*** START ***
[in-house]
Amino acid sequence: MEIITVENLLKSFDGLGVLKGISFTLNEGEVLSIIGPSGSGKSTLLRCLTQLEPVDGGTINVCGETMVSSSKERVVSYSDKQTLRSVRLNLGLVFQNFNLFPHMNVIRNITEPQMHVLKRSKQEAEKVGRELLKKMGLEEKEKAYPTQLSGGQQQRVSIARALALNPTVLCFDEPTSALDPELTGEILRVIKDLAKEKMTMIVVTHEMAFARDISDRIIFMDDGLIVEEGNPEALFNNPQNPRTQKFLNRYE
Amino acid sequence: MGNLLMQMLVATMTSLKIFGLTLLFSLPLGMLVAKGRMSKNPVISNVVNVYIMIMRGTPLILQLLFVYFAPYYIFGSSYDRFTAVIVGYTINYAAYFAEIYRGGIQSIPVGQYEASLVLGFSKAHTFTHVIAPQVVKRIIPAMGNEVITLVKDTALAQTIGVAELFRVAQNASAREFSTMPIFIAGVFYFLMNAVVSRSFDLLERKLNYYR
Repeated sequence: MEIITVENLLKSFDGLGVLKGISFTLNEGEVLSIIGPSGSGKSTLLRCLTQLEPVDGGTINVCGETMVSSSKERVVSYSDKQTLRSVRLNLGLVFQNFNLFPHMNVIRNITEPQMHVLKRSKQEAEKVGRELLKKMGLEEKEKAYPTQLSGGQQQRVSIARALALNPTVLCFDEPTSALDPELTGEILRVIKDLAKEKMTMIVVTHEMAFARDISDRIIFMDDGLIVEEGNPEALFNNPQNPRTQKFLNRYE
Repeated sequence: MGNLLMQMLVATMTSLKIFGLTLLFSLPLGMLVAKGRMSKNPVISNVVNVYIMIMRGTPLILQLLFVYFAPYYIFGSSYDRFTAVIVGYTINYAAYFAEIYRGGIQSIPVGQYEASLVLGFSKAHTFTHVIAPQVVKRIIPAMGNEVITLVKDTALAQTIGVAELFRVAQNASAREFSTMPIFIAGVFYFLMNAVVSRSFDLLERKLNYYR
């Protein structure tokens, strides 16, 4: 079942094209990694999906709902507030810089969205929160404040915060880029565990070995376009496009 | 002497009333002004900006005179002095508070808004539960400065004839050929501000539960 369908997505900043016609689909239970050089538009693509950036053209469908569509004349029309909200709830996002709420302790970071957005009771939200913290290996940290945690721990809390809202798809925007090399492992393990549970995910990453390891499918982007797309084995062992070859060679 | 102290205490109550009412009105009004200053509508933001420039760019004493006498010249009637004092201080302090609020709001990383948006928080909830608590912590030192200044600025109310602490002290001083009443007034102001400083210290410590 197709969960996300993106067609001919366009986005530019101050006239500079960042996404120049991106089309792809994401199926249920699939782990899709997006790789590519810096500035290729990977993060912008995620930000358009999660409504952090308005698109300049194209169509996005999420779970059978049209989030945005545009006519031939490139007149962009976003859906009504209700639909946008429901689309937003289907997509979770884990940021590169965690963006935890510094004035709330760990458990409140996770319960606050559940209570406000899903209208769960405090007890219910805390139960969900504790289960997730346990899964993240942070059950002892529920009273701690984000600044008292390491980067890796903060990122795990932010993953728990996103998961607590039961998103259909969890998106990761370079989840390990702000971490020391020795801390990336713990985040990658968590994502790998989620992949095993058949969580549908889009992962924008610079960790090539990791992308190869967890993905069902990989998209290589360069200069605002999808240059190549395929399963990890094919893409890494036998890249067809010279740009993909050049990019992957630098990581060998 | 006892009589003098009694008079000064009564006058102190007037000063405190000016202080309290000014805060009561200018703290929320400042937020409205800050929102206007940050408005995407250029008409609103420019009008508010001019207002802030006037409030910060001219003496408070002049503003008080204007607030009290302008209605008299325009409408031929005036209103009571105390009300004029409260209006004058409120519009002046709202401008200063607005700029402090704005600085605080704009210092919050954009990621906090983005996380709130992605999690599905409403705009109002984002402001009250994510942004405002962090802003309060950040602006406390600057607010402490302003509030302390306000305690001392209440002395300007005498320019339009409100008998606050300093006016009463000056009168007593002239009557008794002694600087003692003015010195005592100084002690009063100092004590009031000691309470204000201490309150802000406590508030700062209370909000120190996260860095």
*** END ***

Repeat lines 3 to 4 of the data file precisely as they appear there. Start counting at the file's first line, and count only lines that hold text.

Amino acid sequence: MGNLLMQMLVATMTSLKIFGLTLLFSLPLGMLVAKGRMSKNPVISNVVNVYIMIMRGTPLILQLLFVYFAPYYIFGSSYDRFTAVIVGYTINYAAYFAEIYRGGIQSIPVGQYEASLVLGFSKAHTFTHVIAPQVVKRIIPAMGNEVITLVKDTALAQTIGVAELFRVAQNASAREFSTMPIFIAGVFYFLMNAVVSRSFDLLERKLNYYR
Repeated sequence: MEIITVENLLKSFDGLGVLKGISFTLNEGEVLSIIGPSGSGKSTLLRCLTQLEPVDGGTINVCGETMVSSSKERVVSYSDKQTLRSVRLNLGLVFQNFNLFPHMNVIRNITEPQMHVLKRSKQEAEKVGRELLKKMGLEEKEKAYPTQLSGGQQQRVSIARALALNPTVLCFDEPTSALDPELTGEILRVIKDLAKEKMTMIVVTHEMAFARDISDRIIFMDDGLIVEEGNPEALFNNPQNPRTQKFLNRYE